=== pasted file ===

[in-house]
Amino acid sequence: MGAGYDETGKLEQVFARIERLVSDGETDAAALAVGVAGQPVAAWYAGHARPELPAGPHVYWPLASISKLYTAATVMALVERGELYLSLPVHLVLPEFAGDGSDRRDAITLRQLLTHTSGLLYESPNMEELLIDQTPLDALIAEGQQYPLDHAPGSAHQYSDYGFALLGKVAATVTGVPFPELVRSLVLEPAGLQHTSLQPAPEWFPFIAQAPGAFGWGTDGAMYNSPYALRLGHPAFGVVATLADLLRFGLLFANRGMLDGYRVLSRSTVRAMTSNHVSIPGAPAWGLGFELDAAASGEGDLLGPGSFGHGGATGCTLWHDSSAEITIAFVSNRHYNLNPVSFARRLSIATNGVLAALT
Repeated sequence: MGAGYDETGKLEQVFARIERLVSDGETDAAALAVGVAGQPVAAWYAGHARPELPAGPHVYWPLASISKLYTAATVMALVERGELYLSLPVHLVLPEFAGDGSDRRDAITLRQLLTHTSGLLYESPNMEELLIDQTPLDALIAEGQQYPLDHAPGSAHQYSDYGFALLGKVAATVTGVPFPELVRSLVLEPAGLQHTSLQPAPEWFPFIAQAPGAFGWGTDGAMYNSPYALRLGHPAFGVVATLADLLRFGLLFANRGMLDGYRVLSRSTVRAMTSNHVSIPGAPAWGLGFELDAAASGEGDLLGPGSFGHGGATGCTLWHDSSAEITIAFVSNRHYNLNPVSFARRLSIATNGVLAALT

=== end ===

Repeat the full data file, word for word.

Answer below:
[in-house]
Amino acid sequence: MGAGYDETGKLEQVFARIERLVSDGETDAAALAVGVAGQPVAAWYAGHARPELPAGPHVYWPLASISKLYTAATVMALVERGELYLSLPVHLVLPEFAGDGSDRRDAITLRQLLTHTSGLLYESPNMEELLIDQTPLDALIAEGQQYPLDHAPGSAHQYSDYGFALLGKVAATVTGVPFPELVRSLVLEPAGLQHTSLQPAPEWFPFIAQAPGAFGWGTDGAMYNSPYALRLGHPAFGVVATLADLLRFGLLFANRGMLDGYRVLSRSTVRAMTSNHVSIPGAPAWGLGFELDAAASGEGDLLGPGSFGHGGATGCTLWHDSSAEITIAFVSNRHYNLNPVSFARRLSIATNGVLAALT
Repeated sequence: MGAGYDETGKLEQVFARIERLVSDGETDAAALAVGVAGQPVAAWYAGHARPELPAGPHVYWPLASISKLYTAATVMALVERGELYLSLPVHLVLPEFAGDGSDRRDAITLRQLLTHTSGLLYESPNMEELLIDQTPLDALIAEGQQYPLDHAPGSAHQYSDYGFALLGKVAATVTGVPFPELVRSLVLEPAGLQHTSLQPAPEWFPFIAQAPGAFGWGTDGAMYNSPYALRLGHPAFGVVATLADLLRFGLLFANRGMLDGYRVLSRSTVRAMTSNHVSIPGAPAWGLGFELDAAASGEGDLLGPGSFGHGGATGCTLWHDSSAEITIAFVSNRHYNLNPVSFARRLSIATNGVLAALT